Wednesday, 20 April 2016

Let's Brew Wednesday - 1909 Barclay Perkins KK

Do you know the era I’d most like to travel back to? For beer sampling purposes. Just before WW I. Variety and lots of strong beers.

By the Edwardian age, London-brewed Burton was turning to the dark side. Not the foggiest idea why. Before 1880, they were 100% pale malt. After the Free Mash Tun Act they start to change. More choice of ingredients. And though sugar had been legal since 1847, brewers hadn’t used it much. When they did start using it, they acquired far more control over the colour of their beer.

This is the little brother of the unacceptably-named KKK. Which was much the same, but 15 gravity points stronger. By this time Barclay Perkins had dropped KKKK and brewed only two Burton Ales.

The grist is typical of the period 1880 – 1914. Pale and crystal malt, maize and sugar. A Pale Ale grist would have been much the same, just without crystal malt. 10% and 10-15% sugar was pretty standard.

For once the hop additions aren’t a guess. Barclay Perkin occasionally listed them. One of the odd features of brewing logs is that foreign hop varieties are usually named, while only the region or grower is given for UK hops. In this case, EK or East Kent and MK Mid Kent. I’ve interpreted that as Goldings for EK, Fuggles for MK.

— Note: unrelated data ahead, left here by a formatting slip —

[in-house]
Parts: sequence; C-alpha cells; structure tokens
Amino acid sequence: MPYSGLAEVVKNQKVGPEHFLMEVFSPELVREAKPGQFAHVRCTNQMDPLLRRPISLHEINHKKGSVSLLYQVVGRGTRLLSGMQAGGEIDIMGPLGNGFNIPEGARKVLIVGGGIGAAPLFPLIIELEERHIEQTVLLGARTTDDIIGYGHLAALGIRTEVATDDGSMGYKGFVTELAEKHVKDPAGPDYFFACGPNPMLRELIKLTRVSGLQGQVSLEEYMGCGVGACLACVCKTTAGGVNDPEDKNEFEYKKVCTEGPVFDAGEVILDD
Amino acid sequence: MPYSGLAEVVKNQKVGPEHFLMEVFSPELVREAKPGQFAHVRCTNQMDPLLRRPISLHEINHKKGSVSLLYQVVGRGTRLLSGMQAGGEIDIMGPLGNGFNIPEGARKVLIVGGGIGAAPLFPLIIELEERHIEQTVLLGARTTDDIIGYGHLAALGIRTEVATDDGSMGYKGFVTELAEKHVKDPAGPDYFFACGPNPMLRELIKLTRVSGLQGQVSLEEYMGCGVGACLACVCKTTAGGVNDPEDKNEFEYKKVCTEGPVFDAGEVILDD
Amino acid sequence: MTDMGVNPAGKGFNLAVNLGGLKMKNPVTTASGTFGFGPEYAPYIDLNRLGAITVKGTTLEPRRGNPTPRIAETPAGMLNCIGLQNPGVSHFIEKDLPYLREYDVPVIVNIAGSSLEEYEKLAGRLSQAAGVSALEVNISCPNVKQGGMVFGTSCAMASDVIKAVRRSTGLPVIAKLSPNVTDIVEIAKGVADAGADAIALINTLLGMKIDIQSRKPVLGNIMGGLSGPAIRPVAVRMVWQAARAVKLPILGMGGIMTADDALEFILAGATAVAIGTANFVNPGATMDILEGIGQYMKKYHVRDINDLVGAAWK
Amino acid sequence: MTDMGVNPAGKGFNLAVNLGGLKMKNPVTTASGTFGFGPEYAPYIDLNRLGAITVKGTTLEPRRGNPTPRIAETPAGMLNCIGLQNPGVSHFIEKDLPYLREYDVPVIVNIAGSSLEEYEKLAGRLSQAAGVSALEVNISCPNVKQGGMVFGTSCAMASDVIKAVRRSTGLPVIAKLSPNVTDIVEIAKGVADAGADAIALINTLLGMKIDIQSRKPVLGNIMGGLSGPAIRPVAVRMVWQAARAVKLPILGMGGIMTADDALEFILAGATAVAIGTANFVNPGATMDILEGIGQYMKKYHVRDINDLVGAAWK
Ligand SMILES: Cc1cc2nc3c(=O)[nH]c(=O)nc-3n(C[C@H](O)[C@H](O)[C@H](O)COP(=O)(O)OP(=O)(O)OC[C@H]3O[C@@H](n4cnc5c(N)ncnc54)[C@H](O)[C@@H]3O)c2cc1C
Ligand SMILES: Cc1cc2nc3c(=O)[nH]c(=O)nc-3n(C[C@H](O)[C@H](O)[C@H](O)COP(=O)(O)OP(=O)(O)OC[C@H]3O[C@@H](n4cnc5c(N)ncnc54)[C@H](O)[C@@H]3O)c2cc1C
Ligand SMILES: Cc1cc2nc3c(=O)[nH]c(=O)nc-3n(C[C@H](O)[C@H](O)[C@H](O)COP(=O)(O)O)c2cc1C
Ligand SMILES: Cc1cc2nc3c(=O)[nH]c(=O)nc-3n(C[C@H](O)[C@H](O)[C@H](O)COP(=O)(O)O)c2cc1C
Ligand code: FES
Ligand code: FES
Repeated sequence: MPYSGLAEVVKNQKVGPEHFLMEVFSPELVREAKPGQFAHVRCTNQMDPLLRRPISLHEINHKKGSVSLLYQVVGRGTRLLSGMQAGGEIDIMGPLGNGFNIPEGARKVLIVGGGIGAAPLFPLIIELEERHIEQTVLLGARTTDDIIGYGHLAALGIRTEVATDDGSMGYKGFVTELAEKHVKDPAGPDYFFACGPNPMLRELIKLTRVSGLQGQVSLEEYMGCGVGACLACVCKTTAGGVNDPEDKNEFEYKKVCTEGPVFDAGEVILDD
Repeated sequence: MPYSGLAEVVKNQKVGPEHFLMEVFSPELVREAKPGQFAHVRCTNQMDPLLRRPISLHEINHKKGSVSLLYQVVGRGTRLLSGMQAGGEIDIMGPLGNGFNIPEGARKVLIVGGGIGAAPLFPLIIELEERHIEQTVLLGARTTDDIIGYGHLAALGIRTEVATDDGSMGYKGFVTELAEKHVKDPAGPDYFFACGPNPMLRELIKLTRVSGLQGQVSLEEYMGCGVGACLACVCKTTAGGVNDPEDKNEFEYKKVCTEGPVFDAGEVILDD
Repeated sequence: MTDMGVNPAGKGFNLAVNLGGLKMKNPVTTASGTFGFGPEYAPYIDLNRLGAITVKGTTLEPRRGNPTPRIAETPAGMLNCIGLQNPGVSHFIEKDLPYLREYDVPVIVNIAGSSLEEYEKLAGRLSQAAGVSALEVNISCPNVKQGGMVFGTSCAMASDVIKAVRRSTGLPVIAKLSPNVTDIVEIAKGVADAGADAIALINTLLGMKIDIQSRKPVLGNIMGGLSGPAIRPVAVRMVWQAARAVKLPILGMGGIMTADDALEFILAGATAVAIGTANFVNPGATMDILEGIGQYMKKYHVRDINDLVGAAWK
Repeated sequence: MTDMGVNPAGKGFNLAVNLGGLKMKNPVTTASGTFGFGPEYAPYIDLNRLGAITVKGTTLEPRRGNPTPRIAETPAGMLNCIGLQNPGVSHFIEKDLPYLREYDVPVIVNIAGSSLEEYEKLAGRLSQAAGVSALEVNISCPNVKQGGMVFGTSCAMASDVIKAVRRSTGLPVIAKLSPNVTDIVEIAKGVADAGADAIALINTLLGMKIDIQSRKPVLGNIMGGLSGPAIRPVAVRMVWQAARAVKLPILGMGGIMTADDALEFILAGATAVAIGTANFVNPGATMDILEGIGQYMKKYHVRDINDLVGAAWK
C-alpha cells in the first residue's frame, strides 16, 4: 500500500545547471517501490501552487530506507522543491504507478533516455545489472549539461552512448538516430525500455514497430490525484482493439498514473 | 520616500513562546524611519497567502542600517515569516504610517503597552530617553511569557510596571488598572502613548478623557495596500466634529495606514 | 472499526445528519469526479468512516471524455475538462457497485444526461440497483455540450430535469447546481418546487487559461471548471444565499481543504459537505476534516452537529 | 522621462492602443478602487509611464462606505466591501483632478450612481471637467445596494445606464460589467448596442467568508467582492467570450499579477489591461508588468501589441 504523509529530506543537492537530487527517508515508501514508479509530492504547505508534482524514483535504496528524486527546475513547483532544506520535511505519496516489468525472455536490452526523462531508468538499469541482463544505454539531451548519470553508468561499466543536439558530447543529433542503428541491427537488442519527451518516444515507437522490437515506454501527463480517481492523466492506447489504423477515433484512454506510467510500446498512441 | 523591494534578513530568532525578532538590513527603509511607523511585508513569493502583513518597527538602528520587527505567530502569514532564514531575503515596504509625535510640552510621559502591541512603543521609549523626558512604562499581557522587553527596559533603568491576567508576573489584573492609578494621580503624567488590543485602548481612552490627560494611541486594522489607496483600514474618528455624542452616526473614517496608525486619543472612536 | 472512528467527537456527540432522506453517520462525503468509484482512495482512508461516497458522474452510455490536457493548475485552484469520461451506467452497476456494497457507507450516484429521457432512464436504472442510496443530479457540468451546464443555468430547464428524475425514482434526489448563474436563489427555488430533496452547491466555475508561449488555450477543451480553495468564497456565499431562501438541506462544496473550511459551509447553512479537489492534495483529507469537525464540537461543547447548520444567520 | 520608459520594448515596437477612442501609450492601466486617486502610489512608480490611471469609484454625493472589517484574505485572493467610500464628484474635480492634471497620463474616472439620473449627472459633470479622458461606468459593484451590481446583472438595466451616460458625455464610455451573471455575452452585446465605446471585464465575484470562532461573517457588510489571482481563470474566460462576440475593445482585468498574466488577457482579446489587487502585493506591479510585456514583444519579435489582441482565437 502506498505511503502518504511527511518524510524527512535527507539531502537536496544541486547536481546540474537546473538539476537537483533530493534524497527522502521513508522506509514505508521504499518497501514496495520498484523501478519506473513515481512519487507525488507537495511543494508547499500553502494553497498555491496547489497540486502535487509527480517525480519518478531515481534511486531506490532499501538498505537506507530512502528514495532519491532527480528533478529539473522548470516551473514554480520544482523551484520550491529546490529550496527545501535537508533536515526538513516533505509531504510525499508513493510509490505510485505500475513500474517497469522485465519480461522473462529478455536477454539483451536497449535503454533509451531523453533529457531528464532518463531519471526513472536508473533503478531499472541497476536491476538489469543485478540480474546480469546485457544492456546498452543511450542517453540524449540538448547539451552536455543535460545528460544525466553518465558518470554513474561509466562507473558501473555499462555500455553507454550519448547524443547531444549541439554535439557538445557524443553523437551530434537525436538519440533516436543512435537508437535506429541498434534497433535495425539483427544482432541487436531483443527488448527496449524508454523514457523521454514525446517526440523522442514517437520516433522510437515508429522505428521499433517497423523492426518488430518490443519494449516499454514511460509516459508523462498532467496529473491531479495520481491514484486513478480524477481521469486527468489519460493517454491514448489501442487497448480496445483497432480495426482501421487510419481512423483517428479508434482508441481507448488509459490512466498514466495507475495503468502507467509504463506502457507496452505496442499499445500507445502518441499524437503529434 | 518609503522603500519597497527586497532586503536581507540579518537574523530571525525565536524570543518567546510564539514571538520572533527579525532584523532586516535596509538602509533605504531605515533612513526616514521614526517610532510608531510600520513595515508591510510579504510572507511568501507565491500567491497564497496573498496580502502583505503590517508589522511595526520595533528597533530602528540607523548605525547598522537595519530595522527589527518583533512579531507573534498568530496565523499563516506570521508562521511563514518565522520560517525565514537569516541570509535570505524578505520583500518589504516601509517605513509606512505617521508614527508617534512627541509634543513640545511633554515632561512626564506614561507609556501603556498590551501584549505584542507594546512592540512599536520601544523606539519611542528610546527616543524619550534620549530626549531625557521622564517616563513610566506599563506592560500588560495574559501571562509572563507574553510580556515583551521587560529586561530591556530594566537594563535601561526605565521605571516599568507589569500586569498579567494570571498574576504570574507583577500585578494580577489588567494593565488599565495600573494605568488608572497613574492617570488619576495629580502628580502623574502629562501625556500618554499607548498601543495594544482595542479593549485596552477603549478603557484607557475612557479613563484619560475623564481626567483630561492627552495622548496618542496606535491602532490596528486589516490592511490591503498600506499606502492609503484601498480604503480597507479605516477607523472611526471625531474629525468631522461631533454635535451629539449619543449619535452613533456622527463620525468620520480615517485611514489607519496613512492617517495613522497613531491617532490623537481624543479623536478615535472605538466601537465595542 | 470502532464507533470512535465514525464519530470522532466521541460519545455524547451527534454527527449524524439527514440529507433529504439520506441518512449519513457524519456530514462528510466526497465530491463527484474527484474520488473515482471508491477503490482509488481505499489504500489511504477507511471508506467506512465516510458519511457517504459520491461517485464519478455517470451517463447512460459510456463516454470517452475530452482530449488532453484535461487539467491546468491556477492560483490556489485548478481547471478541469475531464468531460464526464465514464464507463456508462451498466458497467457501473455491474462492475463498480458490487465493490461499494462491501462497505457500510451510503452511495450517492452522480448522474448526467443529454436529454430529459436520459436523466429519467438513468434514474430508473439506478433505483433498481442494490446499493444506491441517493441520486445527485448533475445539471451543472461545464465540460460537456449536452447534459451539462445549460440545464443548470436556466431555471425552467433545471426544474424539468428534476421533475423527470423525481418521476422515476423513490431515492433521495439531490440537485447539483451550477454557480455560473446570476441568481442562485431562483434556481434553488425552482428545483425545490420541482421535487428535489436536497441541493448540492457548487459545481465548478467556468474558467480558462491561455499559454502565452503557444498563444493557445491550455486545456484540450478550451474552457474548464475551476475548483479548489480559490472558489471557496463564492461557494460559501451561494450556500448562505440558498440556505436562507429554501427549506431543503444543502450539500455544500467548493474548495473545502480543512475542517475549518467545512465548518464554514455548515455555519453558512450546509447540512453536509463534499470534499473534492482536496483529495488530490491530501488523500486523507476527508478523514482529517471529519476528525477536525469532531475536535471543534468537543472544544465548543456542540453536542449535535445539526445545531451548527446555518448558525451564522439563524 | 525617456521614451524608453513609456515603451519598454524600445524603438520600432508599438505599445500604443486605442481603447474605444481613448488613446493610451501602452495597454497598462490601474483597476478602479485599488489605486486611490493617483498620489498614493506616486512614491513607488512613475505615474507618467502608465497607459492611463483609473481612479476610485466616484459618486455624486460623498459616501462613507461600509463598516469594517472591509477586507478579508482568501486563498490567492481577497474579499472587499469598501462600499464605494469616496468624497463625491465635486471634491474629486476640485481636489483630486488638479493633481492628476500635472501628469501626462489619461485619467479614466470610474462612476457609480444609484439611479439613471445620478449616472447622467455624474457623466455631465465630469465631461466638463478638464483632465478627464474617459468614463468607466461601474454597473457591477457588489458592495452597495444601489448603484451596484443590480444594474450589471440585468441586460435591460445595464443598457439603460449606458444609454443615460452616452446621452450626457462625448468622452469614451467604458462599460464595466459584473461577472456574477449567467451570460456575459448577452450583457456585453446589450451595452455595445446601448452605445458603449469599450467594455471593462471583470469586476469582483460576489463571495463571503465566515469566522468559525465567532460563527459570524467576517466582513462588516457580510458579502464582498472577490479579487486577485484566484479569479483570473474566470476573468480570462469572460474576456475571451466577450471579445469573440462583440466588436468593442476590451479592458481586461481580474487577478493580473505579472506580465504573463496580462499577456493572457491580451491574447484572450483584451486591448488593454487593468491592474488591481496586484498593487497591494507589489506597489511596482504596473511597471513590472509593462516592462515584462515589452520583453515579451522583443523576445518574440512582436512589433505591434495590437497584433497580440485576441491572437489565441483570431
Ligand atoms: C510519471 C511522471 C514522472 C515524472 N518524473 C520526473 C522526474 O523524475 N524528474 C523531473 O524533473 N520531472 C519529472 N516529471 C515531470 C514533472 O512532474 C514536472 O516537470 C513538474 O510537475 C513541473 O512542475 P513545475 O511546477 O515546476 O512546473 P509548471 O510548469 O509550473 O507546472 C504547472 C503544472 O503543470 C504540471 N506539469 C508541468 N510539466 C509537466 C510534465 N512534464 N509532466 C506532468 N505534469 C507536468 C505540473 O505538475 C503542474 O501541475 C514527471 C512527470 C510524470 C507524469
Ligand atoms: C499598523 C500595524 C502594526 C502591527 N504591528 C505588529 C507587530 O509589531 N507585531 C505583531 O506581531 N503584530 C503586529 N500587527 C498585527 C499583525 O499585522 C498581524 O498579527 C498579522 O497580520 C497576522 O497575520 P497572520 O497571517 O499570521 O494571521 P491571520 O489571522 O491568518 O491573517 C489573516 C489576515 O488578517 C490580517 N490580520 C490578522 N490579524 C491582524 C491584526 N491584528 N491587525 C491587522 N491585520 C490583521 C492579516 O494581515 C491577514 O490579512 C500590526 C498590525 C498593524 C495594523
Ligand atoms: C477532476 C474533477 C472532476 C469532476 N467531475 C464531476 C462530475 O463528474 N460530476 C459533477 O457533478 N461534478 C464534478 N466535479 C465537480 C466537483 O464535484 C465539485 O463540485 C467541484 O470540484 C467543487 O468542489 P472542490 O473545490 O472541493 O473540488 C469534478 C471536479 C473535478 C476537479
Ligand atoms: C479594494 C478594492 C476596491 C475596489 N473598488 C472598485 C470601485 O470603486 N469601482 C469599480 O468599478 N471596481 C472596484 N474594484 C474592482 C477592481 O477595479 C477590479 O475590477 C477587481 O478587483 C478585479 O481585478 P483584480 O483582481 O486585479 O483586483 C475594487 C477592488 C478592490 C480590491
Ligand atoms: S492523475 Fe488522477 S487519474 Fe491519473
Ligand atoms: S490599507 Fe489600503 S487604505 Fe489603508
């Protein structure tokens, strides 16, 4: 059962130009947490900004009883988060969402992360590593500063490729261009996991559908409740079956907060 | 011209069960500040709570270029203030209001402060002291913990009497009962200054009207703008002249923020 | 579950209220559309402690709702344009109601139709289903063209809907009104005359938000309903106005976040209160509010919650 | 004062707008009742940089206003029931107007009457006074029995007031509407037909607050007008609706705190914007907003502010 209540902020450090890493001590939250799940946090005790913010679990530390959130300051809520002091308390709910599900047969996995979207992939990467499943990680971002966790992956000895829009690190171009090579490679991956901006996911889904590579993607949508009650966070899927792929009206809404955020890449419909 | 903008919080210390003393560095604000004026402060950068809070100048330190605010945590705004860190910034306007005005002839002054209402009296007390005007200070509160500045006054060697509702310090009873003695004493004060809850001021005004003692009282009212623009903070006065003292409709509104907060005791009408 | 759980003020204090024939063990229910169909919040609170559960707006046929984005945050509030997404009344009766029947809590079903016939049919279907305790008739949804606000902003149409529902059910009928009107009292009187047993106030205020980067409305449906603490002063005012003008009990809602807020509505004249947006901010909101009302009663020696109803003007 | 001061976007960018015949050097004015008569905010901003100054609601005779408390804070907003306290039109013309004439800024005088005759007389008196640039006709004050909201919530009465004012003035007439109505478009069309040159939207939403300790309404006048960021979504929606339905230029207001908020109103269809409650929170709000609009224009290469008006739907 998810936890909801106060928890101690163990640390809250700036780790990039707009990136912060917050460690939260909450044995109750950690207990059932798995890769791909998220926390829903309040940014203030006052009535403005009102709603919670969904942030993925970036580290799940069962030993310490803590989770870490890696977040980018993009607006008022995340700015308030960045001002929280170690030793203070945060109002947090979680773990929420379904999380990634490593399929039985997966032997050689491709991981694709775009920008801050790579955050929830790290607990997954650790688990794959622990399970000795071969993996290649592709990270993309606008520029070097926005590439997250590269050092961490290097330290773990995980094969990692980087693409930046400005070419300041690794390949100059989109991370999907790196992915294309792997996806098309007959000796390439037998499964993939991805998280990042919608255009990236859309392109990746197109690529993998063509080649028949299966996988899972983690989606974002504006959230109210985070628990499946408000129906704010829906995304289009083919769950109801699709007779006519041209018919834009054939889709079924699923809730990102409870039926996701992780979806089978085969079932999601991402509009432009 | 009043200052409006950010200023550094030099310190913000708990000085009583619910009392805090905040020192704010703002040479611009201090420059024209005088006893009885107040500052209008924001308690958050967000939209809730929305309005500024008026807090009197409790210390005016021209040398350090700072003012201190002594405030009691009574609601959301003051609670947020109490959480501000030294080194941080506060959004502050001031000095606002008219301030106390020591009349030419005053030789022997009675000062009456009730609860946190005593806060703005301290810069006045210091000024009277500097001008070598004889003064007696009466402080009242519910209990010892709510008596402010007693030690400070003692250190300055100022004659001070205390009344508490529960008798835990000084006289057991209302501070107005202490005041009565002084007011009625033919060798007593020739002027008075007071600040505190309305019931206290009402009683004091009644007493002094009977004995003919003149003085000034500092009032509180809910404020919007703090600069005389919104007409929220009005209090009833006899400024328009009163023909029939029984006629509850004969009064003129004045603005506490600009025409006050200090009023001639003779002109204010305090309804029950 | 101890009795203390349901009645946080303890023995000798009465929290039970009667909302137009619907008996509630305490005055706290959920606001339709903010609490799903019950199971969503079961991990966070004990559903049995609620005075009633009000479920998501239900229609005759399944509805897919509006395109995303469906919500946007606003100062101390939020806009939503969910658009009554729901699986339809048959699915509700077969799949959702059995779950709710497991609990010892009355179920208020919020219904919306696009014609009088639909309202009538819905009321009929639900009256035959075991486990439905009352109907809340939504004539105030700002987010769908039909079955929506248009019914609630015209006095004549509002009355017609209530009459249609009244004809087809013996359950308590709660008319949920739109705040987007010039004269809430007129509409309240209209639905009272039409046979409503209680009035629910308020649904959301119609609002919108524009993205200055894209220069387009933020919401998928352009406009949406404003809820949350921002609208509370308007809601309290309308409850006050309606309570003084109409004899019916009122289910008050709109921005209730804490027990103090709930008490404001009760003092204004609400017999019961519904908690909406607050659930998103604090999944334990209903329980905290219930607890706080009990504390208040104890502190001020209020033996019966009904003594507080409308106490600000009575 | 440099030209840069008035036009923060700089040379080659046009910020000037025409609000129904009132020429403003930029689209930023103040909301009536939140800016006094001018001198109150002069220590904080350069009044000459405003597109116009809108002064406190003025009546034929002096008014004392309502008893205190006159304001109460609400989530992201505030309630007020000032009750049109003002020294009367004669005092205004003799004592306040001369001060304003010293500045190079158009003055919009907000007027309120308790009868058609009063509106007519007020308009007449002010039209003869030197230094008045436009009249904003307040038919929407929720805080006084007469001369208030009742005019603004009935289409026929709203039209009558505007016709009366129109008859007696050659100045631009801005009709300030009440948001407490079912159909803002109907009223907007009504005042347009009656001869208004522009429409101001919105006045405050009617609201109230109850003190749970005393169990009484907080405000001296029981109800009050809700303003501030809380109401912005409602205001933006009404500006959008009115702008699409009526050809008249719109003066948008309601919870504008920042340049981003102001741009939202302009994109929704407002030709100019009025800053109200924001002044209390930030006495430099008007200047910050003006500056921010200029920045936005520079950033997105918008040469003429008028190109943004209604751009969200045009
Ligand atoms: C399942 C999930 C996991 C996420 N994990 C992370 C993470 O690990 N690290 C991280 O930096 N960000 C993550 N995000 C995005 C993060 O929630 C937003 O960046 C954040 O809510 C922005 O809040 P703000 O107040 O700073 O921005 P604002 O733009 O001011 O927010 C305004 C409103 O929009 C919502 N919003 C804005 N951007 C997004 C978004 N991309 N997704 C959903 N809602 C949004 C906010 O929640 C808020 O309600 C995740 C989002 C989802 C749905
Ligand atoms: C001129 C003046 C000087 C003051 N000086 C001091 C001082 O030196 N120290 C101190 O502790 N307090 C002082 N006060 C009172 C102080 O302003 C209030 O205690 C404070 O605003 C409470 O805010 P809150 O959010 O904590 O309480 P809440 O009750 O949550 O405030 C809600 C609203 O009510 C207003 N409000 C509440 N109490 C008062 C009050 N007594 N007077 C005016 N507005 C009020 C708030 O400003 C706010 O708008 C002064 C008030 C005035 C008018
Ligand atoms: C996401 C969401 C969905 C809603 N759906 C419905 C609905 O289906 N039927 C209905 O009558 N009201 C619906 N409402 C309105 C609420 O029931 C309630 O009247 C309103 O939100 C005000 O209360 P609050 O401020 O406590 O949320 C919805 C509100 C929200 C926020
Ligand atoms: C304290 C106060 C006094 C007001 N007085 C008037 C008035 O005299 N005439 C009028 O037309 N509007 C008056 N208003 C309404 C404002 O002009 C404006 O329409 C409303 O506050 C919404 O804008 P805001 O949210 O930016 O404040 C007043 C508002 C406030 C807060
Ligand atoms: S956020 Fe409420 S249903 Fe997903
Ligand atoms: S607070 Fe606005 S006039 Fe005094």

It looks a cracking beer. Plenty of hops, but plenty of body, too. Hang on. Wasn’t this, or something similar, the recipe for Pretty Things KK? I believe it was.

1909 Barclay Perkins KK
pale malt 10.75 lb 72.27%
crystal malt 0.50 lb 3.36%
flaked maize 1.50 lb 10.08%
caramel 0.125 lb 0.84%
No. 3 invert sugar 2.00 lb 13.45%
Fuggles 90 mins 3.00 oz
Hallertau 60 mins 3.00 oz
Goldings 60 mins 3.00 oz
Goldings dry hops 1.25 oz
OG 1073
FG 1021.1
ABV 6.87
Apparent attenuation 71.10%
IBU 112
SRM 38
Mash at 153º F
Sparge at 170º F
Boil time 90 minutes
pitching temp 60º F
Yeast Wyeast 1099 Whitbread Ale


Unknown said...

There is a lets brew from October 21st 2015 with the Barclay Perkins 1909 KK already. Same OG and FG, so I am guessing it is the same beer.

Foggy Noggin Brewing said...

Foggy Noggin Brewing (Bothell, WA) brewed up a batch of this beer and will have it on tap in our tasting room this weekend.

Unknown said...

The IBUs on this seem crazy for the OG, but I know you’ve posted recipes with similar calculated IBUs before. Have you adjusted for possibility of poor hop storage and reduced AA and the like? I’m just wondering if they really were brewing beer so bitter. It’s an interesting recipe and I want to give it a go, but don’t want to make an undrinkable puckering bitter.

Ron Pattinson said...


I've left the hopping rate the same as in the original. It was brewed 7th March 1921 and most of the hops were not only from the 1920 crop, but had also been kept in a cold store. Some were from 1919, but has also been in a cold store. I know from analyses done a little later thet the reduction of alpha acid is minimal in the first year of hops kept in a cold store.

Though you also have to remember, those IBUs are are before sorage. They seemed to be racking it into casks for maturation. My guess would be 6-12 months secondary before bottling. In which time the IBUs would naturally decline.

Ron Pattinson said...


apologies, wrong beer. This one was brewed in December 1919. A third of the hops were from the 1909 crop, the rest from 1908 but kept in a cold store.